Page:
The work of grain logistics in Ukraine is undermined by an inefficient elevator system. This opinion was expressed by Anton Sabolevskiy, director of strategic development and investment policy of Ukrzaliznytsia.
The state-owned company calculated that the efficiency of Ukrainian elevators was half lower than in Canada, which has the same grain volumes as Ukraine.
Sabolevsky advises agricultural producers to consolidate their grain storage capacity, as well as reduce the number of small elevators shipped to the railway. And he says that the investment of grain market participants in the development of logistics is insufficient. This is where UZ sees the main cause of grain transportation inefficiency.
To achieve the Canadian level of development, farmers are encouraged to carry out the consolidation of more than 200 elevators. This “will reduce the cost of transportation and accelerate the turnover of grain.”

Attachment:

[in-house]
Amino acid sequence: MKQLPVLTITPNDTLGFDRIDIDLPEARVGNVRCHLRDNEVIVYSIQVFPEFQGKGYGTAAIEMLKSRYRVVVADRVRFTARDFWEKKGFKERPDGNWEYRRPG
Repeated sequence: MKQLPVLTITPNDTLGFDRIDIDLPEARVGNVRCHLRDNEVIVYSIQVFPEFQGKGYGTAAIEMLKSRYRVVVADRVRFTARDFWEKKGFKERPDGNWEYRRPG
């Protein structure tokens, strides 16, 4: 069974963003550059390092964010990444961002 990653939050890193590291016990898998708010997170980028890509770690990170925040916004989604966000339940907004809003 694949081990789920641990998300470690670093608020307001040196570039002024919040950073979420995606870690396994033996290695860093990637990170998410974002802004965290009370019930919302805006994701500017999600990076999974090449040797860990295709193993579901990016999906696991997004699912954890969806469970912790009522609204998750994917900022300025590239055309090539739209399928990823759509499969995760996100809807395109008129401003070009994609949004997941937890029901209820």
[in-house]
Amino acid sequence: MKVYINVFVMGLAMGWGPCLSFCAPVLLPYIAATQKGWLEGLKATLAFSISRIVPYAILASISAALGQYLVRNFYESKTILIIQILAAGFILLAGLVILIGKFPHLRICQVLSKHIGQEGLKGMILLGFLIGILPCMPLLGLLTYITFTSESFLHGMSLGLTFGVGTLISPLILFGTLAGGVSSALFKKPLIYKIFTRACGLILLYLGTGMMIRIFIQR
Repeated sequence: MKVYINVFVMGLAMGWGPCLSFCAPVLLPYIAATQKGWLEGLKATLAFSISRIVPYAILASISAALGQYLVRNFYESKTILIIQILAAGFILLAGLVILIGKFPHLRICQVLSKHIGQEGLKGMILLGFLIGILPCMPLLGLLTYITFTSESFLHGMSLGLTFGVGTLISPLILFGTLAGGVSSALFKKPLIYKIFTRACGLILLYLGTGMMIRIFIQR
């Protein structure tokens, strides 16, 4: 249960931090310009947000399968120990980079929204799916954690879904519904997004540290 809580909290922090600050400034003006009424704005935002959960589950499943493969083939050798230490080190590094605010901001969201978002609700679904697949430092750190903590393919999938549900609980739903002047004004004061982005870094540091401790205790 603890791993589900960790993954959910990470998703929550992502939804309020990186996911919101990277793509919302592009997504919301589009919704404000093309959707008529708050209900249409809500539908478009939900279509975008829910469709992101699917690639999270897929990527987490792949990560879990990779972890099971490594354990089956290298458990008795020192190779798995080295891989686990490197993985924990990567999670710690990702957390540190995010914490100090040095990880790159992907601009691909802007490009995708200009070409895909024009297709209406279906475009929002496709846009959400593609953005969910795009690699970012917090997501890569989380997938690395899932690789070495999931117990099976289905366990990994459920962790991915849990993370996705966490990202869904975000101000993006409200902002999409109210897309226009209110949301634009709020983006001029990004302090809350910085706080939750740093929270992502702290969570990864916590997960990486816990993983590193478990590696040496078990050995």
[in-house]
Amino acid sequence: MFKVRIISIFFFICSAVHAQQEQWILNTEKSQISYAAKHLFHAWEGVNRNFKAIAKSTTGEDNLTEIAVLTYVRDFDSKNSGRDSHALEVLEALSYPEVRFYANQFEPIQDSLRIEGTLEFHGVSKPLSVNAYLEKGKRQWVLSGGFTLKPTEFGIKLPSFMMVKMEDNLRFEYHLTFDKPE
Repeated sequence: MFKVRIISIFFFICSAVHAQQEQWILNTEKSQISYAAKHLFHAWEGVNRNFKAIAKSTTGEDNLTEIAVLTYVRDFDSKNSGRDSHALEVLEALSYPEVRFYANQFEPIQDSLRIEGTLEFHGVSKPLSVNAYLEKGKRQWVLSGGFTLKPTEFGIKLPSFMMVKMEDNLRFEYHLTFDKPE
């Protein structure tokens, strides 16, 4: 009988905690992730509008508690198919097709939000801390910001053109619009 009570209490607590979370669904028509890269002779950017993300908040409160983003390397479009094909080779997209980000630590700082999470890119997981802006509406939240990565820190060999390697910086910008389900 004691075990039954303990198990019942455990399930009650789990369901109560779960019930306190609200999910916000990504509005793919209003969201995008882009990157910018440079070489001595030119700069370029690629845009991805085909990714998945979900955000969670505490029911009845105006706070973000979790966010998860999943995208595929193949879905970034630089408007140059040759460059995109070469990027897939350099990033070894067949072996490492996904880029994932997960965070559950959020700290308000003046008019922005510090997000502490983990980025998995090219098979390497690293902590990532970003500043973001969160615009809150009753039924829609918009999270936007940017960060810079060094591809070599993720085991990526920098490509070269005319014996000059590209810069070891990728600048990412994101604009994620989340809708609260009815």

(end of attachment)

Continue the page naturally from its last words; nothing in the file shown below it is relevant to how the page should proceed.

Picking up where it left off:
“With the production of grain in Ukraine in 65.2 million tons (2016) and in Canada in 55.3 million tons, the number of elevators in Ukraine is almost twice as high. To achieve the performance of Canada, it is necessary that the same volume of grain is processed with 500 elevators,” says Sаbolevskiy.
In UZ they also complain that in addition to the shortage of grain carriers, working with many small elevators also forms a shortage of locomotives. And the company bears the additional costs of fuel and lubricants and of locomotive brigades’ work.
We recall that earlier, in order to save funds, Ukrzaliznytsia announced its intention to close 127, in its opinion, low-cost stations and save at the same time about 600 million UAH. With this money, the company was going to buy 7.4 thousand wagons, of which 7 thousand were gondola wagons, 100 fitting platforms for the transport of freight containers and only 137 are the grain-carriers (1.8% of the total number of purchased wagons).
In general, it means that “Ukrzaliznytsya” is in no hurry to replenish the fleet of grain carriers. Over the past 8 months, it only reported on the repair of about 2,400 cars, while the working fleet of private companies grew from 4580 grain-carriers to almost 10 thousand.